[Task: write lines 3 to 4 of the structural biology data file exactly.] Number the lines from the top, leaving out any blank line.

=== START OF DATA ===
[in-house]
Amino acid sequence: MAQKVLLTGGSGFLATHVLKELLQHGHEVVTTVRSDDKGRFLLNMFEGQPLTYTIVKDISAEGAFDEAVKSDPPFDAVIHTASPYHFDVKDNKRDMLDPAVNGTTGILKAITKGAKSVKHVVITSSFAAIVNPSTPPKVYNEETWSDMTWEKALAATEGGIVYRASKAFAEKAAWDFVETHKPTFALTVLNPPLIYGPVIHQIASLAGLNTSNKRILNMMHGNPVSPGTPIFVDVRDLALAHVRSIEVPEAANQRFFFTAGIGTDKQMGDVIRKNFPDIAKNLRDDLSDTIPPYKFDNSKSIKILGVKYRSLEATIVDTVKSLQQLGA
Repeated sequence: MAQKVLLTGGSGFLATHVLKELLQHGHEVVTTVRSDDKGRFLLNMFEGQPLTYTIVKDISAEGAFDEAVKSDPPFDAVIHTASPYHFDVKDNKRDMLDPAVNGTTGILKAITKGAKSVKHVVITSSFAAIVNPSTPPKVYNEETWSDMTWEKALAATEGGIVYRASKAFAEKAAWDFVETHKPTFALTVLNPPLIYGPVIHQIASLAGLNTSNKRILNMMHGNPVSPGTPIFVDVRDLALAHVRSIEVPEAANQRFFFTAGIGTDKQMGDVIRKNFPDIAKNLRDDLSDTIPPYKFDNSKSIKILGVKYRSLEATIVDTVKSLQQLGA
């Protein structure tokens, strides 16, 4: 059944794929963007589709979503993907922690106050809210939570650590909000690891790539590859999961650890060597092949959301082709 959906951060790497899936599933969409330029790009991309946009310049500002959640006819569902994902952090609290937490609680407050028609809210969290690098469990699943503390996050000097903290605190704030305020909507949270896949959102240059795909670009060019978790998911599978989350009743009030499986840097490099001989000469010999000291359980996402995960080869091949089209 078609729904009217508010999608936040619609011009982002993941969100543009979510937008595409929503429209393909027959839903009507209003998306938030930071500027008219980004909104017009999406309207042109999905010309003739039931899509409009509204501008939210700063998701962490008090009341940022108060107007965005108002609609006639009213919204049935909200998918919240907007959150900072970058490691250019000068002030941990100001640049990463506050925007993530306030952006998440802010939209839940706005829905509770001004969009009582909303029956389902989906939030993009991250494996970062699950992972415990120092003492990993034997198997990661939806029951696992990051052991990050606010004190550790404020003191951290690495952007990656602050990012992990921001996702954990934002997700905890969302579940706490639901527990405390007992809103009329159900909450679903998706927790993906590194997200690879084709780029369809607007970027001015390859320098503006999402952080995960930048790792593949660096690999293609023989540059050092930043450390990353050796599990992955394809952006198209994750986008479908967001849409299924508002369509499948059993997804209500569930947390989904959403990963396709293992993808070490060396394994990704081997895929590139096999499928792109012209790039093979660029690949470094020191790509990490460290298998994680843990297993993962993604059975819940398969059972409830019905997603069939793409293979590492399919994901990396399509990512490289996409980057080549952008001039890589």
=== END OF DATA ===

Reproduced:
Repeated sequence: MAQKVLLTGGSGFLATHVLKELLQHGHEVVTTVRSDDKGRFLLNMFEGQPLTYTIVKDISAEGAFDEAVKSDPPFDAVIHTASPYHFDVKDNKRDMLDPAVNGTTGILKAITKGAKSVKHVVITSSFAAIVNPSTPPKVYNEETWSDMTWEKALAATEGGIVYRASKAFAEKAAWDFVETHKPTFALTVLNPPLIYGPVIHQIASLAGLNTSNKRILNMMHGNPVSPGTPIFVDVRDLALAHVRSIEVPEAANQRFFFTAGIGTDKQMGDVIRKNFPDIAKNLRDDLSDTIPPYKFDNSKSIKILGVKYRSLEATIVDTVKSLQQLGA
């Protein structure tokens, strides 16, 4: 059944794929963007589709979503993907922690106050809210939570650590909000690891790539590859999961650890060597092949959301082709 959906951060790497899936599933969409330029790009991309946009310049500002959640006819569902994902952090609290937490609680407050028609809210969290690098469990699943503390996050000097903290605190704030305020909507949270896949959102240059795909670009060019978790998911599978989350009743009030499986840097490099001989000469010999000291359980996402995960080869091949089209 078609729904009217508010999608936040619609011009982002993941969100543009979510937008595409929503429209393909027959839903009507209003998306938030930071500027008219980004909104017009999406309207042109999905010309003739039931899509409009509204501008939210700063998701962490008090009341940022108060107007965005108002609609006639009213919204049935909200998918919240907007959150900072970058490691250019000068002030941990100001640049990463506050925007993530306030952006998440802010939209839940706005829905509770001004969009009582909303029956389902989906939030993009991250494996970062699950992972415990120092003492990993034997198997990661939806029951696992990051052991990050606010004190550790404020003191951290690495952007990656602050990012992990921001996702954990934002997700905890969302579940706490639901527990405390007992809103009329159900909450679903998706927790993906590194997200690879084709780029369809607007970027001015390859320098503006999402952080995960930048790792593949660096690999293609023989540059050092930043450390990353050796599990992955394809952006198209994750986008479908967001849409299924508002369509499948059993997804209500569930947390989904959403990963396709293992993808070490060396394994990704081997895929590139096999499928792109012209790039093979660029690949470094020191790509990490460290298998994680843990297993993962993604059975819940398969059972409830019905997603069939793409293979590492399919994901990396399509990512490289996409980057080549952008001039890589």